India IT services biz set to sink to three-year lows in March qtr


Tata Consultancy Services (TCS) and Infosys, the top two IT services firms, are slated to report March quarter earnings this week. This would be followed by HCLTech, Wipro, Tech Mahindra and others during this month.

The March quarter performance could also set the tone for FY24, in which experts expect deferred deals for the industry leading to slower revenue realization and slowdown in new deal bookings. Omkar Tanksale, equity research analyst at Axis Securities, said the March quarter will offer crucial guidance on how long will global tech spending stay weak.

The industry’s woes are chiefly driven by a slowdown in business from the banking, financial services and insurance (BFSI) sector, which contributes nearly 30% of revenues for large-cap firms. Experts said persistent staff costs weighing down on margins is another reason for the slowdown.

For instance, a forecast note by Mukul Garg, research analyst at financial services firm Motilal Oswal pegged four of the top six firms, TCS, Infosys, HCLTech and Wipro, to post less than 1% sequential revenue growth in the March quarter. The recently merged entity of LTIMindtree is the sole firm projected to post revenue growth of 1.6%, while Tech Mahindra is tipped to post revenue decline of 0.7%.

Weak revenue growth at these firms could be further combined with a marginal 1.2% sequential growth in earnings before interest and taxes (Ebit) due to slower pace of deal realization, Garg said in a note to investors. Further, brokerage HDFC Securities’ Institutional Research note to investors on 6 April also painted a similar picture, pegging TCS and Infosys to post marginal revenue growth, and HCLTech, Tech Mahindra and Wipro to post declines. The range of change in revenues of the large-cap IT firms would be within a drop of 2%, to a growth of 1% sequentially from the December quarter.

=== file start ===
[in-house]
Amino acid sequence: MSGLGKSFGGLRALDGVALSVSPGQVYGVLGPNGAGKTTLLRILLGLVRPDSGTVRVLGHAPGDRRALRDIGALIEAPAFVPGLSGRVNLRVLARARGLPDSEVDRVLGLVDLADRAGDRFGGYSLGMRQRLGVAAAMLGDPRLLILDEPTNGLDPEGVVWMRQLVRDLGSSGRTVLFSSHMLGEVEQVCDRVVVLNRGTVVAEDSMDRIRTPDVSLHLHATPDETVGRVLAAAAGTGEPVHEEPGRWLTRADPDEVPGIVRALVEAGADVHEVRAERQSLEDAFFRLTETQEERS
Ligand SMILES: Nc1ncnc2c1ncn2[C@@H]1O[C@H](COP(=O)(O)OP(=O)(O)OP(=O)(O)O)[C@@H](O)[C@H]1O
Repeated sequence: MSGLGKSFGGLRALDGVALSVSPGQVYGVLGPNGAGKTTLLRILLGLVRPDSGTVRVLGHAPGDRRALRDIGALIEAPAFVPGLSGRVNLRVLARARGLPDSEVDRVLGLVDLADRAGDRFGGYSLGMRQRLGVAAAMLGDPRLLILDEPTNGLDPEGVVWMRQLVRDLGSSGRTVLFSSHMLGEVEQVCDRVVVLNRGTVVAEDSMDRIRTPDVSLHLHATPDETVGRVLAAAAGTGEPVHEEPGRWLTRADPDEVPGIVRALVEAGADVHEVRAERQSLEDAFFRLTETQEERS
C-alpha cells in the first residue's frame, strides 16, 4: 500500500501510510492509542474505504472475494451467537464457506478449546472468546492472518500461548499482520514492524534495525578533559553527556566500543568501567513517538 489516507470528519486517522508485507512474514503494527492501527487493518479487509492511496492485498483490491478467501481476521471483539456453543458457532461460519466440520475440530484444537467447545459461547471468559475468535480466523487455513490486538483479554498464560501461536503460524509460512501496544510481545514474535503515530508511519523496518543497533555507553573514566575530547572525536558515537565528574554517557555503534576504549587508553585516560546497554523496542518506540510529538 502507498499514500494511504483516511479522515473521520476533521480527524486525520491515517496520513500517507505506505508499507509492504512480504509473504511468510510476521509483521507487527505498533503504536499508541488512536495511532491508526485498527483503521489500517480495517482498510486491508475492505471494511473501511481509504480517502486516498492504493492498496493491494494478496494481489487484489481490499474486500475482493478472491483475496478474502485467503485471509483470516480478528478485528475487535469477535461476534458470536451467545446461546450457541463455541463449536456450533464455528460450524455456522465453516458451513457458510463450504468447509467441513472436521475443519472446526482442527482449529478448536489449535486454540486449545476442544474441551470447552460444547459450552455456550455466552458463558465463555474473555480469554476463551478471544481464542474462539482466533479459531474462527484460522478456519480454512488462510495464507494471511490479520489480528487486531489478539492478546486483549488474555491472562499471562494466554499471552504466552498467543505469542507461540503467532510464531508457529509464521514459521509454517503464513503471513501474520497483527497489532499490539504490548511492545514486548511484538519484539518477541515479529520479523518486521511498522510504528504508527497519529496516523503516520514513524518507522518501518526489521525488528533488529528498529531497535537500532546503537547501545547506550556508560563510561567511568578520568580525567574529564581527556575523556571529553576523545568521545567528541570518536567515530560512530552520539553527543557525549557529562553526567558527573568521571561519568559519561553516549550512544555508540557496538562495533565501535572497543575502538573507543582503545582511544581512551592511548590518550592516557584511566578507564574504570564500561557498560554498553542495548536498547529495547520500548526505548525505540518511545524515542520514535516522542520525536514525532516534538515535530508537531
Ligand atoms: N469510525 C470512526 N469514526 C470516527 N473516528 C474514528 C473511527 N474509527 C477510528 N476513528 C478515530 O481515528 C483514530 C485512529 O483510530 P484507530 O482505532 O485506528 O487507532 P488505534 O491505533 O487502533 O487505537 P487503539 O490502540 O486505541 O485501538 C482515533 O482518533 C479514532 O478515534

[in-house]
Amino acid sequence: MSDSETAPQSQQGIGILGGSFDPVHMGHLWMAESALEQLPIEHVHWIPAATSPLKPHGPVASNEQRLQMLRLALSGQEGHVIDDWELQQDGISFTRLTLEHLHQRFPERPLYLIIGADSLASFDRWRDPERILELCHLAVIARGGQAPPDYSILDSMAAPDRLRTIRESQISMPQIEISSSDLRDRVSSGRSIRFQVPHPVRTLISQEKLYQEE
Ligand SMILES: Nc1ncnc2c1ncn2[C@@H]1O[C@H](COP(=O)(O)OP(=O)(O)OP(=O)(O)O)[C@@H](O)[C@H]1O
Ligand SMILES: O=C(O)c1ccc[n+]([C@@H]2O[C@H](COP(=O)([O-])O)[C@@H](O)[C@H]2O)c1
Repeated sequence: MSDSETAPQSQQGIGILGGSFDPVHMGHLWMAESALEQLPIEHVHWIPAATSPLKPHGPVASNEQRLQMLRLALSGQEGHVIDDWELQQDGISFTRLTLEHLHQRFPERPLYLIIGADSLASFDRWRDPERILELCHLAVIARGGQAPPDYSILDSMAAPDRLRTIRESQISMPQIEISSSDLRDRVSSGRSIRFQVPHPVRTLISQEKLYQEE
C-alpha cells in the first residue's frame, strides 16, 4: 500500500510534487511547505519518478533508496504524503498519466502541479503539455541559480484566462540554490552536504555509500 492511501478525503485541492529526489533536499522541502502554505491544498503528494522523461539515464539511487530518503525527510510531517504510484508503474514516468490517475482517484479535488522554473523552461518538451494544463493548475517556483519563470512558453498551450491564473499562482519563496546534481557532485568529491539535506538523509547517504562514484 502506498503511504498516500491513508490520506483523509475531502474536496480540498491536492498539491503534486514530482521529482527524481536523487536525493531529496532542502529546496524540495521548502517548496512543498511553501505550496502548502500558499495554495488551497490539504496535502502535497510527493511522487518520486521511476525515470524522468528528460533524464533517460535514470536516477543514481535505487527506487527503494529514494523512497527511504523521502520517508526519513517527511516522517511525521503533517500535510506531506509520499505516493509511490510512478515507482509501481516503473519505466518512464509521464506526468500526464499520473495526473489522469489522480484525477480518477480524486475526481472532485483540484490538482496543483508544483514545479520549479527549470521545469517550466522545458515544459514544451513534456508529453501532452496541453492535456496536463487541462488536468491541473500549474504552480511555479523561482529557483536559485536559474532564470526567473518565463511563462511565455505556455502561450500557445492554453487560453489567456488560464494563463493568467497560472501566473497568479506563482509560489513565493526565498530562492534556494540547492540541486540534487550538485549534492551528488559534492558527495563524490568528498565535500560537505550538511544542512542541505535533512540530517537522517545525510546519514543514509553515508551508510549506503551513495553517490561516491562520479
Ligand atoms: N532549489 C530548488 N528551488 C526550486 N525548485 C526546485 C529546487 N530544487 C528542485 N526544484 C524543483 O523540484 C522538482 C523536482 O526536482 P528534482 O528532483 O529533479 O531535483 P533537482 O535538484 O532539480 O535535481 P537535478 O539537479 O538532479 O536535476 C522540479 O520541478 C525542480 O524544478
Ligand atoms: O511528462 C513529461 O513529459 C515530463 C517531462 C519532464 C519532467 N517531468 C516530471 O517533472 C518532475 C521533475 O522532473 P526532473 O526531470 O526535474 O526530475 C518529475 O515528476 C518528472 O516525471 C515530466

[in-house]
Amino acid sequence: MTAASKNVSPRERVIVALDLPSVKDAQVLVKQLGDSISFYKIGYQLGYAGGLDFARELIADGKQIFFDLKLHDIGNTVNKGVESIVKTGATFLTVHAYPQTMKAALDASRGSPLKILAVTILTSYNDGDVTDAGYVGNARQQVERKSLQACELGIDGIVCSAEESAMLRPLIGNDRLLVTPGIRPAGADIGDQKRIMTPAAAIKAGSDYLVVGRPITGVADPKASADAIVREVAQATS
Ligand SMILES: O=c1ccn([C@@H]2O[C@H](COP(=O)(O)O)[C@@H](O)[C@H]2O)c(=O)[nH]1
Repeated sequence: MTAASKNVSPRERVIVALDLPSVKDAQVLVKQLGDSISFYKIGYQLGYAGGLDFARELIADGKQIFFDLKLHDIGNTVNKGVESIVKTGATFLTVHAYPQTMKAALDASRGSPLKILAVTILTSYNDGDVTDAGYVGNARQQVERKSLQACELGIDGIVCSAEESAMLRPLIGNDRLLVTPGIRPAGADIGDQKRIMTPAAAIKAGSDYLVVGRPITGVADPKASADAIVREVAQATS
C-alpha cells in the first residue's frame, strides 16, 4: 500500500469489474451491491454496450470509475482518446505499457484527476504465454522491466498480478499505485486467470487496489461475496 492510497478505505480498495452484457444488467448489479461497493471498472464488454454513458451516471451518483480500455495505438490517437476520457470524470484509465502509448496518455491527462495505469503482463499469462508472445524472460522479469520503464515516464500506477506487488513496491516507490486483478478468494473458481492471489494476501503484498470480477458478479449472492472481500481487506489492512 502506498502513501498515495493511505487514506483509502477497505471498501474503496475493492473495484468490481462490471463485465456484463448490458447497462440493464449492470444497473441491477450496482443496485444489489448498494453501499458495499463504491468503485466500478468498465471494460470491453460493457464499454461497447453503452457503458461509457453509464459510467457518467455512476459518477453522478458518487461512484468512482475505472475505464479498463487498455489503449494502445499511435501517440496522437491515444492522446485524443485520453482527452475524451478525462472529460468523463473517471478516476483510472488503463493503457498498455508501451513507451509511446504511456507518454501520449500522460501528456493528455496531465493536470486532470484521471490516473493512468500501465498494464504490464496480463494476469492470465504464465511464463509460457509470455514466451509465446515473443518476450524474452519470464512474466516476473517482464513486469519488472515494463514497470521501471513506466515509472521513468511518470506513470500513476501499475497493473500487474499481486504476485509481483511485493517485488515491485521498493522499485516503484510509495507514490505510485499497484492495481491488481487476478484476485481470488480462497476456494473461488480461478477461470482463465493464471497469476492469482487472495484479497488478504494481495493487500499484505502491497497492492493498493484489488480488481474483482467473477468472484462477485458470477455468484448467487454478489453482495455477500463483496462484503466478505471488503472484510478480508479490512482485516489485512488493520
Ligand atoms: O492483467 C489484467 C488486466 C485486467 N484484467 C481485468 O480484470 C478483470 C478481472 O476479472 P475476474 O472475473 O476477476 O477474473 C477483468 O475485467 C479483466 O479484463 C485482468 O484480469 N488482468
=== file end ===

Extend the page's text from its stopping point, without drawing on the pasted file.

Apurva Prasad, vice president at HDFC Securities said firms with market caps of over 20,000 crore are likely to be the worst hit in Q4FY23 due to cutbacks in billing timelines by long term clients. He added that uncertainty created in the banking sector with the collapse of western banks such as Silvergate Bank, Silicon Valley Bank and Credit Suisse is likely to force firms across industries to consolidate their discretionary tech spends.

“Deal closures may come through this quarter, but if deals are not being realized right now, then they will not make any difference to the financials of the sector in the immediate two quarters of FY24,” Tanksale at Axis said.

Prasad added that the March quarter could offer the sharpest decline the domestic IT services industry is likely to see in CY23, and lead to a consolidation of revenue growth rate in FY24 after three sustained years of double-digit growth.

On 3 April, Mint reported that the domestic IT services industry could see a drop of 700 basis points in revenue growth rate, which could fall to mid-single digit for the first time since the onset of the pandemic.

One basis point is one-hundredth of a percentage.

Furthermore, the slowdown may also lead to midcap IT firms outperforming the top six (TCS, Infosys, HCL, Wipro, Tech Mahindra and LTIMindtree) in terms of revenue growth in this quarter. Motilal Oswal projected that Cyient, Coforge and Persistent Systems will post over 3% sequential revenue growth, while Mphasis and Zensar may report 1.1% sequential revenue decline.

“Midcap companies will have a clear edge over the large companies in terms of surpassing the growth figures, because of their lower revenue and deals base. Their project sizes are also much smaller, and midcap firms are likely to continue with their periodical billings from clients, instead of seeing client spending deferred. They are also not primary vendors for outsourced projects, so project tenders are much smaller. Hence, their deal churn rate is very high,” Axis’ Tanksale said.

To be sure, most IT services firms have seen a consolidation in their share prices in the past one year. At market closing on April 6, the BSE IT index closed at 28,670.37 — down 20% from 35,955.15 a year ago.

Consolidated market data from all four quarters of FY23 shows that the price-to-earnings (P/E) ratio of the domestic IT services industry has dropped from an average of over 34x in March last year, to around 24x at the end of March this year. A falling P/E ratio typically signifies a bear market.

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